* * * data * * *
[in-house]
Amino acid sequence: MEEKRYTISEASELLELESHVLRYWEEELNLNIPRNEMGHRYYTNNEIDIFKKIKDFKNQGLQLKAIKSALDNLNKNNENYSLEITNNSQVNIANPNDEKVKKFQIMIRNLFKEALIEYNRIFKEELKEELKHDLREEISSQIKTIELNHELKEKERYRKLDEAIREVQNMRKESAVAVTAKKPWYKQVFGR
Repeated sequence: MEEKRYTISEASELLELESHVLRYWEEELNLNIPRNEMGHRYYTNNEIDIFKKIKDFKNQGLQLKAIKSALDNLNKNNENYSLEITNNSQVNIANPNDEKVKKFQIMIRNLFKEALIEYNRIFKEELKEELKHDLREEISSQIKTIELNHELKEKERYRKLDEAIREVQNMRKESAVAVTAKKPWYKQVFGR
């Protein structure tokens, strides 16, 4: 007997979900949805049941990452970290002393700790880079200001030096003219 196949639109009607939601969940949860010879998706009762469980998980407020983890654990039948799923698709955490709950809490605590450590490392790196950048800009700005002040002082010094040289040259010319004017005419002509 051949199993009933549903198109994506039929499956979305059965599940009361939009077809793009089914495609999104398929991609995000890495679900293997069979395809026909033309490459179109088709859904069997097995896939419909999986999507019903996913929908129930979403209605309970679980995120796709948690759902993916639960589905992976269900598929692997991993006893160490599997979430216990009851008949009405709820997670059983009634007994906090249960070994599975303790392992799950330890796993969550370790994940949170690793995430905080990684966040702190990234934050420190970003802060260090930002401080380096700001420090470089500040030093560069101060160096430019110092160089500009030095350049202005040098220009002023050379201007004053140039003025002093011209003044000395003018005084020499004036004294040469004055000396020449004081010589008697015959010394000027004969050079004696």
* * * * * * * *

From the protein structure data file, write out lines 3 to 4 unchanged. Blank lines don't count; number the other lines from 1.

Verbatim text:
Repeated sequence: MEEKRYTISEASELLELESHVLRYWEEELNLNIPRNEMGHRYYTNNEIDIFKKIKDFKNQGLQLKAIKSALDNLNKNNENYSLEITNNSQVNIANPNDEKVKKFQIMIRNLFKEALIEYNRIFKEELKEELKHDLREEISSQIKTIELNHELKEKERYRKLDEAIREVQNMRKESAVAVTAKKPWYKQVFGR
């Protein structure tokens, strides 16, 4: 007997979900949805049941990452970290002393700790880079200001030096003219 196949639109009607939601969940949860010879998706009762469980998980407020983890654990039948799923698709955490709950809490605590450590490392790196950048800009700005002040002082010094040289040259010319004017005419002509 051949199993009933549903198109994506039929499956979305059965599940009361939009077809793009089914495609999104398929991609995000890495679900293997069979395809026909033309490459179109088709859904069997097995896939419909999986999507019903996913929908129930979403209605309970679980995120796709948690759902993916639960589905992976269900598929692997991993006893160490599997979430216990009851008949009405709820997670059983009634007994906090249960070994599975303790392992799950330890796993969550370790994940949170690793995430905080990684966040702190990234934050420190970003802060260090930002401080380096700001420090470089500040030093560069101060160096430019110092160089500009030095350049202005040098220009002023050379201007004053140039003025002093011209003044000395003018005084020499004036004294040469004055000396020449004081010589008697015959010394000027004969050079004696």